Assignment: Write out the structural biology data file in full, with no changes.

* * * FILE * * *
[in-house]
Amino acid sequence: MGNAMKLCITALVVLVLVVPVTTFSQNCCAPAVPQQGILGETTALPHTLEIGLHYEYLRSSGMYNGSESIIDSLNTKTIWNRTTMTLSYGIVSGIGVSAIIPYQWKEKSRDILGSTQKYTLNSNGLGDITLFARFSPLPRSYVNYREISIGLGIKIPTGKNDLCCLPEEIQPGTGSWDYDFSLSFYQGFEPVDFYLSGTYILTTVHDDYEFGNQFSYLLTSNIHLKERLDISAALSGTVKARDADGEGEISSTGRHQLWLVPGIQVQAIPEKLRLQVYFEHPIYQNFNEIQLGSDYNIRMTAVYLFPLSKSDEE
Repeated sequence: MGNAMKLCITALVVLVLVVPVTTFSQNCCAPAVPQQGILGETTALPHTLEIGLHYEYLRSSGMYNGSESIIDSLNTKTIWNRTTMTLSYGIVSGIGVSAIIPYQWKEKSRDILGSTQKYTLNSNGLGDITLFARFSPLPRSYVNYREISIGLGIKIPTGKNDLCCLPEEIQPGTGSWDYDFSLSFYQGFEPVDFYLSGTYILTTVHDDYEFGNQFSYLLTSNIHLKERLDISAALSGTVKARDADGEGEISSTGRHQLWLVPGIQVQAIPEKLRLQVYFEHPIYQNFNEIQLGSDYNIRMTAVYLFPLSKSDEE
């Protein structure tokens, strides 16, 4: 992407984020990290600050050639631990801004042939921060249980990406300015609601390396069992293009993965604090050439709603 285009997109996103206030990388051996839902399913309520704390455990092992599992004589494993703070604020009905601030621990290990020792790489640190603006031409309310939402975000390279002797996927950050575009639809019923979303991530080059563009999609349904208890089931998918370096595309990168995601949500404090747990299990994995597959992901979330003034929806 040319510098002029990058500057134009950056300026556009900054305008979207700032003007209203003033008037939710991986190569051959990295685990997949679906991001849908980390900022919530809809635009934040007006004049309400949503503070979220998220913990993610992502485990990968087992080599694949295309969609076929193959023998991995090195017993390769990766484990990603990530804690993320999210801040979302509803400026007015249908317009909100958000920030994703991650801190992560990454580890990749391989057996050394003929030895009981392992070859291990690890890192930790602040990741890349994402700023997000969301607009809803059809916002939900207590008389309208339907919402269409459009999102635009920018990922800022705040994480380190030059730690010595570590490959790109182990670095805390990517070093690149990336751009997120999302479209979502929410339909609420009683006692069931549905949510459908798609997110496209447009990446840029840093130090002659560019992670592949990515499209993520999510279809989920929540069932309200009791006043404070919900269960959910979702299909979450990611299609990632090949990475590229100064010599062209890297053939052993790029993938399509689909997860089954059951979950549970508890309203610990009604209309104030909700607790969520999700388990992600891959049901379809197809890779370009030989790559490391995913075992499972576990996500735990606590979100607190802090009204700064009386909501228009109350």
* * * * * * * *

[in-house]
Amino acid sequence: MGNAMKLCITALVVLVLVVPVTTFSQNCCAPAVPQQGILGETTALPHTLEIGLHYEYLRSSGMYNGSESIIDSLNTKTIWNRTTMTLSYGIVSGIGVSAIIPYQWKEKSRDILGSTQKYTLNSNGLGDITLFARFSPLPRSYVNYREISIGLGIKIPTGKNDLCCLPEEIQPGTGSWDYDFSLSFYQGFEPVDFYLSGTYILTTVHDDYEFGNQFSYLLTSNIHLKERLDISAALSGTVKARDADGEGEISSTGRHQLWLVPGIQVQAIPEKLRLQVYFEHPIYQNFNEIQLGSDYNIRMTAVYLFPLSKSDEE
Repeated sequence: MGNAMKLCITALVVLVLVVPVTTFSQNCCAPAVPQQGILGETTALPHTLEIGLHYEYLRSSGMYNGSESIIDSLNTKTIWNRTTMTLSYGIVSGIGVSAIIPYQWKEKSRDILGSTQKYTLNSNGLGDITLFARFSPLPRSYVNYREISIGLGIKIPTGKNDLCCLPEEIQPGTGSWDYDFSLSFYQGFEPVDFYLSGTYILTTVHDDYEFGNQFSYLLTSNIHLKERLDISAALSGTVKARDADGEGEISSTGRHQLWLVPGIQVQAIPEKLRLQVYFEHPIYQNFNEIQLGSDYNIRMTAVYLFPLSKSDEE
């Protein structure tokens, strides 16, 4: 992407984020990290600050050639631990801004042939921060249980990406300015609601390396069992293009993965604090050439709603 285009997109996103206030990388051996839902399913309520704390455990092992599992004589494993703070604020009905601030621990290990020792790489640190603006031409309310939402975000390279002797996927950050575009639809019923979303991530080059563009999609349904208890089931998918370096595309990168995601949500404090747990299990994995597959992901979330003034929806 040319510098002029990058500057134009950056300026556009900054305008979207700032003007209203003033008037939710991986190569051959990295685990997949679906991001849908980390900022919530809809635009934040007006004049309400949503503070979220998220913990993610992502485990990968087992080599694949295309969609076929193959023998991995090195017993390769990766484990990603990530804690993320999210801040979302509803400026007015249908317009909100958000920030994703991650801190992560990454580890990749391989057996050394003929030895009981392992070859291990690890890192930790602040990741890349994402700023997000969301607009809803059809916002939900207590008389309208339907919402269409459009999102635009920018990922800022705040994480380190030059730690010595570590490959790109182990670095805390990517070093690149990336751009997120999302479209979502929410339909609420009683006692069931549905949510459908798609997110496209447009990446840029840093130090002659560019992670592949990515499209993520999510279809989920929540069932309200009791006043404070919900269960959910979702299909979450990611299609990632090949990475590229100064010599062209890297053939052993790029993938399509689909997860089954059951979950549970508890309203610990009604209309104030909700607790969520999700388990992600891959049901379809197809890779370009030989790559490391995913075992499972576990996500735990606590979100607190802090009204700064009386909501228009109350």